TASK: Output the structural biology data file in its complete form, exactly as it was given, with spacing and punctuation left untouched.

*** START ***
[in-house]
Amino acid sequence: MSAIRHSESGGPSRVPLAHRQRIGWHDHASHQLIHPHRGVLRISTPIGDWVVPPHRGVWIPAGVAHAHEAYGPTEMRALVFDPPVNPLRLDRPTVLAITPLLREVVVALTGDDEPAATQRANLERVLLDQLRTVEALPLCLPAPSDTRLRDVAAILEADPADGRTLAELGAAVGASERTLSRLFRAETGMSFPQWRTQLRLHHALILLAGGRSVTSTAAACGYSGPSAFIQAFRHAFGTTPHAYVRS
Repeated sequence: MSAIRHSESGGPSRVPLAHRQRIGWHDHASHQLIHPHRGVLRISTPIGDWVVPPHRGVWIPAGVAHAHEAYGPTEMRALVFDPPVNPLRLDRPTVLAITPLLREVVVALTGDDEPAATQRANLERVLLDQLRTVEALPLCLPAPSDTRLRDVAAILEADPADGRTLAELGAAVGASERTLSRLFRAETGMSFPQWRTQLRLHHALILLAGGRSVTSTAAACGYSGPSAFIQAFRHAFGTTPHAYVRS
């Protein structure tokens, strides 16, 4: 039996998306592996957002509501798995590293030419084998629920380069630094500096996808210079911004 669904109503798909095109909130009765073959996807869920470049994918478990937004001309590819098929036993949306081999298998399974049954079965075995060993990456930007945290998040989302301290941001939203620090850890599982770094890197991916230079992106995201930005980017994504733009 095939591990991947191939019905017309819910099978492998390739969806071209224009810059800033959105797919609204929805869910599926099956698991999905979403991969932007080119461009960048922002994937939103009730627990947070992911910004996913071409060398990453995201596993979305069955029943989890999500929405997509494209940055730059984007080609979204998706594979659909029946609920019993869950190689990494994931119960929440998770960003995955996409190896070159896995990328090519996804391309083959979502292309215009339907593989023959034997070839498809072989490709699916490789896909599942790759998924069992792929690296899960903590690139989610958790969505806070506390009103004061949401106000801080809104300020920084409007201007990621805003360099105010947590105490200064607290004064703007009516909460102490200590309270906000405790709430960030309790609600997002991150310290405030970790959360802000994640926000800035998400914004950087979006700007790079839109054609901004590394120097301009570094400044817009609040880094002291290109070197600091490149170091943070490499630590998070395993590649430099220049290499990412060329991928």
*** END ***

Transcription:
[in-house]
Amino acid sequence: MSAIRHSESGGPSRVPLAHRQRIGWHDHASHQLIHPHRGVLRISTPIGDWVVPPHRGVWIPAGVAHAHEAYGPTEMRALVFDPPVNPLRLDRPTVLAITPLLREVVVALTGDDEPAATQRANLERVLLDQLRTVEALPLCLPAPSDTRLRDVAAILEADPADGRTLAELGAAVGASERTLSRLFRAETGMSFPQWRTQLRLHHALILLAGGRSVTSTAAACGYSGPSAFIQAFRHAFGTTPHAYVRS
Repeated sequence: MSAIRHSESGGPSRVPLAHRQRIGWHDHASHQLIHPHRGVLRISTPIGDWVVPPHRGVWIPAGVAHAHEAYGPTEMRALVFDPPVNPLRLDRPTVLAITPLLREVVVALTGDDEPAATQRANLERVLLDQLRTVEALPLCLPAPSDTRLRDVAAILEADPADGRTLAELGAAVGASERTLSRLFRAETGMSFPQWRTQLRLHHALILLAGGRSVTSTAAACGYSGPSAFIQAFRHAFGTTPHAYVRS
């Protein structure tokens, strides 16, 4: 039996998306592996957002509501798995590293030419084998629920380069630094500096996808210079911004 669904109503798909095109909130009765073959996807869920470049994918478990937004001309590819098929036993949306081999298998399974049954079965075995060993990456930007945290998040989302301290941001939203620090850890599982770094890197991916230079992106995201930005980017994504733009 095939591990991947191939019905017309819910099978492998390739969806071209224009810059800033959105797919609204929805869910599926099956698991999905979403991969932007080119461009960048922002994937939103009730627990947070992911910004996913071409060398990453995201596993979305069955029943989890999500929405997509494209940055730059984007080609979204998706594979659909029946609920019993869950190689990494994931119960929440998770960003995955996409190896070159896995990328090519996804391309083959979502292309215009339907593989023959034997070839498809072989490709699916490789896909599942790759998924069992792929690296899960903590690139989610958790969505806070506390009103004061949401106000801080809104300020920084409007201007990621805003360099105010947590105490200064607290004064703007009516909460102490200590309270906000405790709430960030309790609600997002991150310290405030970790959360802000994640926000800035998400914004950087979006700007790079839109054609901004590394120097301009570094400044817009609040880094002291290109070197600091490149170091943070490499630590998070395993590649430099220049290499990412060329991928």